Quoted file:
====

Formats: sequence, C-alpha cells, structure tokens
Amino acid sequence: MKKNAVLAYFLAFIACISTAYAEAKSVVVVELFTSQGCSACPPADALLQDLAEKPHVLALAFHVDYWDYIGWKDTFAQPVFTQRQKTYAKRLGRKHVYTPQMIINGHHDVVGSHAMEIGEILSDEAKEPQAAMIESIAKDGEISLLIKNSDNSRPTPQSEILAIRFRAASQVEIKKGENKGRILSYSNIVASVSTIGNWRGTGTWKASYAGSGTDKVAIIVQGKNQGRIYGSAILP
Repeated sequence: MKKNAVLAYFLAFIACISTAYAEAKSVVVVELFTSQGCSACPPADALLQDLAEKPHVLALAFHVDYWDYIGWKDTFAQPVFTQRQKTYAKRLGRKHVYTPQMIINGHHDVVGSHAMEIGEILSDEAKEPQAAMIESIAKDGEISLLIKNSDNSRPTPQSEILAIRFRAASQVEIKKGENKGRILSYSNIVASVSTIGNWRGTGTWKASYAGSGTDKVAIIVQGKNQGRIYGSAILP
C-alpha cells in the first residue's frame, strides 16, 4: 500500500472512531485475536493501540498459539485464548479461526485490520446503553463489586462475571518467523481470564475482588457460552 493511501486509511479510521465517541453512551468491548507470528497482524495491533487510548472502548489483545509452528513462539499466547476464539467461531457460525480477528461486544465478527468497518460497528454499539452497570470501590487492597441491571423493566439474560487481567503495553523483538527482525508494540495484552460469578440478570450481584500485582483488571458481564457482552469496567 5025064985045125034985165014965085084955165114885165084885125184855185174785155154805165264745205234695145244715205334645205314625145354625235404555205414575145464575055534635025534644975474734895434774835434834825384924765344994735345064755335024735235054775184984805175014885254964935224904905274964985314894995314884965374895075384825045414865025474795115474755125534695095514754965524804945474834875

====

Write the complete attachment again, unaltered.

Formats: sequence, C-alpha cells, structure tokens
Amino acid sequence: MKKNAVLAYFLAFIACISTAYAEAKSVVVVELFTSQGCSACPPADALLQDLAEKPHVLALAFHVDYWDYIGWKDTFAQPVFTQRQKTYAKRLGRKHVYTPQMIINGHHDVVGSHAMEIGEILSDEAKEPQAAMIESIAKDGEISLLIKNSDNSRPTPQSEILAIRFRAASQVEIKKGENKGRILSYSNIVASVSTIGNWRGTGTWKASYAGSGTDKVAIIVQGKNQGRIYGSAILP
Repeated sequence: MKKNAVLAYFLAFIACISTAYAEAKSVVVVELFTSQGCSACPPADALLQDLAEKPHVLALAFHVDYWDYIGWKDTFAQPVFTQRQKTYAKRLGRKHVYTPQMIINGHHDVVGSHAMEIGEILSDEAKEPQAAMIESIAKDGEISLLIKNSDNSRPTPQSEILAIRFRAASQVEIKKGENKGRILSYSNIVASVSTIGNWRGTGTWKASYAGSGTDKVAIIVQGKNQGRIYGSAILP
C-alpha cells in the first residue's frame, strides 16, 4: 500500500472512531485475536493501540498459539485464548479461526485490520446503553463489586462475571518467523481470564475482588457460552 493511501486509511479510521465517541453512551468491548507470528497482524495491533487510548472502548489483545509452528513462539499466547476464539467461531457460525480477528461486544465478527468497518460497528454499539452497570470501590487492597441491571423493566439474560487481567503495553523483538527482525508494540495484552460469578440478570450481584500485582483488571458481564457482552469496567 5025064985045125034985165014965085084955165114885165084885125184855185174785155154805165264745205234695145244715205334645205314625145354625235404555205414575145464575055534635025534644975474734895434774835434834825384924765344994735345064755335024735235054775184984805175014885254964935224904905274964985314894995314884965374895075384825045414865025474795115474755125534695095514754965524804945474834875